Two reports present additional details about the method described in "Reaction-Forming Method for Joining SiC-Based Ceramic Parts" (LEW-16661), NASA Tech Briefs, Vol. 23, No. 3 (March 1999), page 50. To recapitulate: A carbonaceous mixture (typically a paste) is applied to a joint between parts. The parts are clamped together and heated to a temperature of 115±5 °C for 10 to 20 minutes; this action partly cures the mixture, gluing the parts together with just enough strength that one need not clamp the parts during subsequent processing. Silicon or a silicon alloy in tape, paste, or slurry form is applied to the joint region. The parts are heated to a temperature between 1,250 and 1,425 °C for 5 to 10 minutes, causing the silicon or silicon alloy to melt, infiltrate the joint, and react with carbon. The finished joint, which is typically as strong as the parent material, contains silicon carbide with silicon and other phases. The amounts of the phases can be adjusted, by choice of the compositions of the reactants, to obtain joints with tailorable microstructures and thus tailorable thermomechanical properties.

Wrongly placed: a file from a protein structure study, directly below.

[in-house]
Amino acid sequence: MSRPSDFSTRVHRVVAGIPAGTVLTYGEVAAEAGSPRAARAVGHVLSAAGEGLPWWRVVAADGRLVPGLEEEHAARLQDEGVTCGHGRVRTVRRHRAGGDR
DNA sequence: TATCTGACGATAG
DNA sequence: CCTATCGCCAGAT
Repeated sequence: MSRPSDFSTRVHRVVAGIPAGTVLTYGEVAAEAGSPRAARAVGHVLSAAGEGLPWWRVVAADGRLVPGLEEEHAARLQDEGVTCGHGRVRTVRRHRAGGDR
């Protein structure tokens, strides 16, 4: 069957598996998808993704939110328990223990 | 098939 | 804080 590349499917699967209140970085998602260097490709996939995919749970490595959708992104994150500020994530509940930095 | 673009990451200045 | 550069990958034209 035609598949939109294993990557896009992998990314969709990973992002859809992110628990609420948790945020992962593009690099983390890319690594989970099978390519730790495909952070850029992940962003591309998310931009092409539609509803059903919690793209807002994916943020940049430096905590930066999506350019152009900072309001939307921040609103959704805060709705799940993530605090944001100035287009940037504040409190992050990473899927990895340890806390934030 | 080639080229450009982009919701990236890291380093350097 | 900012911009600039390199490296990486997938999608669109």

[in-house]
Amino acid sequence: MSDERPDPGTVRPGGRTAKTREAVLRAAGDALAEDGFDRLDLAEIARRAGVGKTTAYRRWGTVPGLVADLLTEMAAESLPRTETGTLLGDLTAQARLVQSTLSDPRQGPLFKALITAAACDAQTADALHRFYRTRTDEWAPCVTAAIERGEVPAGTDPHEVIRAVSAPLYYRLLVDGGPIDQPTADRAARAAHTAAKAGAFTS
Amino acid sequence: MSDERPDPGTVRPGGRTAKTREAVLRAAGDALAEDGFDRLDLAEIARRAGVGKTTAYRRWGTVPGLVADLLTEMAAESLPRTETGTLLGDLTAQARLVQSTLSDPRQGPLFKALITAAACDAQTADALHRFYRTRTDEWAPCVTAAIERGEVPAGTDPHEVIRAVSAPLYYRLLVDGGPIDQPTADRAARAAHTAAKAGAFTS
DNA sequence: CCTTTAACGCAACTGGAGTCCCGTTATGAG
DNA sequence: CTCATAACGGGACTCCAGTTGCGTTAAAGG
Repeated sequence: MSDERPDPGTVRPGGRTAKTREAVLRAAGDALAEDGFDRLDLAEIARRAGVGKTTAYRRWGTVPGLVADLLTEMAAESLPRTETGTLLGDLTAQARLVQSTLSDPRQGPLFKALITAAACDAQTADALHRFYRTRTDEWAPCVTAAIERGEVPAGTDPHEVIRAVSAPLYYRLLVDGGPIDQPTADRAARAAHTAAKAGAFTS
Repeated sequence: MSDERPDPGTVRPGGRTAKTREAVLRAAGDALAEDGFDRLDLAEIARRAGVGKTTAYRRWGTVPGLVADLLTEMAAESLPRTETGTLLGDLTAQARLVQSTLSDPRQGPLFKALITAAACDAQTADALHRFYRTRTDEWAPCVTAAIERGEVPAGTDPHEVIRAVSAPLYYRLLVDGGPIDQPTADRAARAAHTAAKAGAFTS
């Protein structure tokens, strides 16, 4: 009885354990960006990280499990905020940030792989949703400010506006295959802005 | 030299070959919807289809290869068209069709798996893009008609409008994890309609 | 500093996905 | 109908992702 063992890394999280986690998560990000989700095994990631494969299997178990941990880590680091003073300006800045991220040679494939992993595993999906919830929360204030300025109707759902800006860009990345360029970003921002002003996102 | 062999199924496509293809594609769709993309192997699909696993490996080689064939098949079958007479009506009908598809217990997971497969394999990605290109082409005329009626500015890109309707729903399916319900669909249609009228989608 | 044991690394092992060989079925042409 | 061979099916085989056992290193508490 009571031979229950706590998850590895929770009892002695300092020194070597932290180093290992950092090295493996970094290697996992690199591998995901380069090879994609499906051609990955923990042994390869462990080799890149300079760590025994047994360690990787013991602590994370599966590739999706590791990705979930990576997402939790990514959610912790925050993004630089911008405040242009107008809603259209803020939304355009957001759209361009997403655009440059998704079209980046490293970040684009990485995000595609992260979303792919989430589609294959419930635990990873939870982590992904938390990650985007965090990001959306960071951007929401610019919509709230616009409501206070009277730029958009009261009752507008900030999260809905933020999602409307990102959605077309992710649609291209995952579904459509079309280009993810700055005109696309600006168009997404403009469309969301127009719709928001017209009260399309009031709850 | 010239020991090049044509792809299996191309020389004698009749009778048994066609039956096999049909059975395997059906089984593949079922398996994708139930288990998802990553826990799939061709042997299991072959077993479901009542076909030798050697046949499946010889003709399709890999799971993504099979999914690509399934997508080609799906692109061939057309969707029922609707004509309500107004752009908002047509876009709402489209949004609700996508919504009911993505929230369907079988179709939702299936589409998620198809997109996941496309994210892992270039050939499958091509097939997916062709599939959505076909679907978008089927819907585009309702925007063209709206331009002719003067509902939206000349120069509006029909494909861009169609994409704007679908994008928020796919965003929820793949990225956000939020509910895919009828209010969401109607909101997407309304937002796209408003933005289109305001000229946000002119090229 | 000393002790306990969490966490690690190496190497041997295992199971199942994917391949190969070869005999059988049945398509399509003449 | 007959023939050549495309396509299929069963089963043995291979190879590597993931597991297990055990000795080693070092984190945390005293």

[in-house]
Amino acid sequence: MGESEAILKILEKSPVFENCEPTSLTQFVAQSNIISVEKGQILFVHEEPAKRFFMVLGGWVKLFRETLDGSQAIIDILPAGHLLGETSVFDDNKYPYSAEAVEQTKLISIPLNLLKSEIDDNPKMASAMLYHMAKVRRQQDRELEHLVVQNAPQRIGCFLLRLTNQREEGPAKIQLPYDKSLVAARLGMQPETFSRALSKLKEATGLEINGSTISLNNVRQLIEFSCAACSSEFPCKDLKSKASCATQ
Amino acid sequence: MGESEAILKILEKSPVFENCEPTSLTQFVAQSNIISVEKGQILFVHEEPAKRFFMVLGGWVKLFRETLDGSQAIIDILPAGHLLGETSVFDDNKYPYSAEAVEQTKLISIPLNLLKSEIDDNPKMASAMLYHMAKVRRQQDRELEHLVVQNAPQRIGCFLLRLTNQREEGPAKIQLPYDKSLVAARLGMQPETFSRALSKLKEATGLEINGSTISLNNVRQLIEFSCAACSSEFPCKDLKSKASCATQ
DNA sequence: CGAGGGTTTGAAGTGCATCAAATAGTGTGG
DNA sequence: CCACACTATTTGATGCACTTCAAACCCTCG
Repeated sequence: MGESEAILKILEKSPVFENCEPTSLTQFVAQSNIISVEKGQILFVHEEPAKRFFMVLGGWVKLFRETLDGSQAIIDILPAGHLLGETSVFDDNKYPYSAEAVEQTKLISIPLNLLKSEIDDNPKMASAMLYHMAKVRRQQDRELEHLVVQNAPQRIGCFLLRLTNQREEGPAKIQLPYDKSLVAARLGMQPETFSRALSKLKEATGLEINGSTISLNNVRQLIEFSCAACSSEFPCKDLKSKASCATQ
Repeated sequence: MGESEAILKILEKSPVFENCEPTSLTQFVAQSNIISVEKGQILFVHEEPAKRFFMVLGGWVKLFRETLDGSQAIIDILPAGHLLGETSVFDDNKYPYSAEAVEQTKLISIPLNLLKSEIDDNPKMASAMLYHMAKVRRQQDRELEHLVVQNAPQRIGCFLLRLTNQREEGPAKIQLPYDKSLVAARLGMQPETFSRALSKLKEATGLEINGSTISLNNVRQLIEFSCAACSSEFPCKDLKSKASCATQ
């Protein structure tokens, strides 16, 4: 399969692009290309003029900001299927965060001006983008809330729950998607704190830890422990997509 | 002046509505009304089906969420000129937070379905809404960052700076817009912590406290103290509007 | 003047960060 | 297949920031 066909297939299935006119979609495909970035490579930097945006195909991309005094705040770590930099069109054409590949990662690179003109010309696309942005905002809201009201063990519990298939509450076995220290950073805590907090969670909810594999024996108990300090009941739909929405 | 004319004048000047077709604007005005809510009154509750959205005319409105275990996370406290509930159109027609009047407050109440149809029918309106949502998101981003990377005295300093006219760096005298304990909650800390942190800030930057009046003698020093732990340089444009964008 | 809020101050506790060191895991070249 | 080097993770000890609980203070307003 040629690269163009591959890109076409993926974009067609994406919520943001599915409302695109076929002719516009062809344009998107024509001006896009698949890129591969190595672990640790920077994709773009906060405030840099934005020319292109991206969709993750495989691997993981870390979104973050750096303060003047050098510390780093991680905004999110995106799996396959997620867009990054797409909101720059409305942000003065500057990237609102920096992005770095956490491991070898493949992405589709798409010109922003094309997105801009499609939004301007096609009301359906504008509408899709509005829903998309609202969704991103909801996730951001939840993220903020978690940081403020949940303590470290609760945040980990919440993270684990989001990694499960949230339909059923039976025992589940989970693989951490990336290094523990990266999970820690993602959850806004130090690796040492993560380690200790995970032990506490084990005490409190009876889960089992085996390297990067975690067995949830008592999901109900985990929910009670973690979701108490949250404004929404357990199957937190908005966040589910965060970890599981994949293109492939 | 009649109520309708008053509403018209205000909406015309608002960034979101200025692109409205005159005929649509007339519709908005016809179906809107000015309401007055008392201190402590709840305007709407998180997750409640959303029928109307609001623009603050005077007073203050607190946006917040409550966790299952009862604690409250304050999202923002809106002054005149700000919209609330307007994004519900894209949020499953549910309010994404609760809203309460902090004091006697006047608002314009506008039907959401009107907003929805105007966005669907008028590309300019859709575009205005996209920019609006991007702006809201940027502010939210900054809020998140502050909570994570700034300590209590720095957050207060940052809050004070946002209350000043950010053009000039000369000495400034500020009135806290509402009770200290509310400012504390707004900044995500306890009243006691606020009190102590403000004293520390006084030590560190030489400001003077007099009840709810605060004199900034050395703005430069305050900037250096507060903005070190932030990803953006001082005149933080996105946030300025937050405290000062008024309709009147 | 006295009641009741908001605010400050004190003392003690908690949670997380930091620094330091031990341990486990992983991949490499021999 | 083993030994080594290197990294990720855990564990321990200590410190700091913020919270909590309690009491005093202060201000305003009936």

This work was done by Mrityunjay Singh of NYMA, Inc., for Glenn Research Center. To obtain copies of the reports, "A New Approach to Joining of Silicon Carbide-Based Materials for High Temperature Applications" and "Affordable, Robust Ceramic Joining Technology (ARCJoinT)," access the Technical Support Package (TSP) free on-line at www.nasatech.com/tsp  under the Materials category.

Inquiries concerning rights for the commercial use of this invention should be addressed to

NASA Glenn Research Center,
Commercial Technology Office,
Attn: Steve Fedor,
Mail Stop 4 —8,
21000 Brookpark Road,
Cleveland, Ohio 44135.

Refer to LEW-16827.


NASA Tech Briefs Magazine

This article first appeared in the April, 2000 issue of NASA Tech Briefs Magazine.

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